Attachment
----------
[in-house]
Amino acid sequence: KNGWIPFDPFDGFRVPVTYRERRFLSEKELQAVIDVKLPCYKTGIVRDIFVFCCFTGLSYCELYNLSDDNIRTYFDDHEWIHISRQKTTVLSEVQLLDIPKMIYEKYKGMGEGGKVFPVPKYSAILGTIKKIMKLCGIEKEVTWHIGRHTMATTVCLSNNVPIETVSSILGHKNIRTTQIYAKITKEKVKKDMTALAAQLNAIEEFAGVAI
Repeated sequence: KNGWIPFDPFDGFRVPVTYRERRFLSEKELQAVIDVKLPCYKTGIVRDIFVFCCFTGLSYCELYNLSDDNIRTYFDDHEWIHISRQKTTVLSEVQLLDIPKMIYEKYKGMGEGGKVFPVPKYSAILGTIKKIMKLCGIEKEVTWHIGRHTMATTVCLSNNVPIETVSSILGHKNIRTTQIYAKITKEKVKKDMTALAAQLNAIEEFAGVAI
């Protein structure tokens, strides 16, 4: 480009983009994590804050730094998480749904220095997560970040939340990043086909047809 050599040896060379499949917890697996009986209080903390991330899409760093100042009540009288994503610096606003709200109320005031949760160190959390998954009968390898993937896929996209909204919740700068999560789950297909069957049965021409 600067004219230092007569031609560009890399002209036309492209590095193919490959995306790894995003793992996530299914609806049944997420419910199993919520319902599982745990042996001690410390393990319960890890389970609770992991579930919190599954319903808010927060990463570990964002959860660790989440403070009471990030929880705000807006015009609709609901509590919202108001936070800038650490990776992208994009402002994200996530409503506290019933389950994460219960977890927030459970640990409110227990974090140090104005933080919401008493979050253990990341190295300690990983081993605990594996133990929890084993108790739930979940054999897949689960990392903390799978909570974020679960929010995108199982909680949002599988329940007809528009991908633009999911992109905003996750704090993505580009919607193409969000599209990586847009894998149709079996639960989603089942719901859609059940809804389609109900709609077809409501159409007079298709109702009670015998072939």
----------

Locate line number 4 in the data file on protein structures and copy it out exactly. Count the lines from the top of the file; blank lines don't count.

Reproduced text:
């Protein structure tokens, strides 16, 4: 480009983009994590804050730094998480749904220095997560970040939340990043086909047809 050599040896060379499949917890697996009986209080903390991330899409760093100042009540009288994503610096606003709200109320005031949760160190959390998954009968390898993937896929996209909204919740700068999560789950297909069957049965021409 600067004219230092007569031609560009890399002209036309492209590095193919490959995306790894995003793992996530299914609806049944997420419910199993919520319902599982745990042996001690410390393990319960890890389970609770992991579930919190599954319903808010927060990463570990964002959860660790989440403070009471990030929880705000807006015009609709609901509590919202108001936070800038650490990776992208994009402002994200996530409503506290019933389950994460219960977890927030459970640990409110227990974090140090104005933080919401008493979050253990990341190295300690990983081993605990594996133990929890084993108790739930979940054999897949689960990392903390799978909570974020679960929010995108199982909680949002599988329940007809528009991908633009999911992109905003996750704090993505580009919607193409969000599209990586847009894998149709079996639960989603089942719901859609059940809804389609109900709609077809409501159409007079298709109702009670015998072939």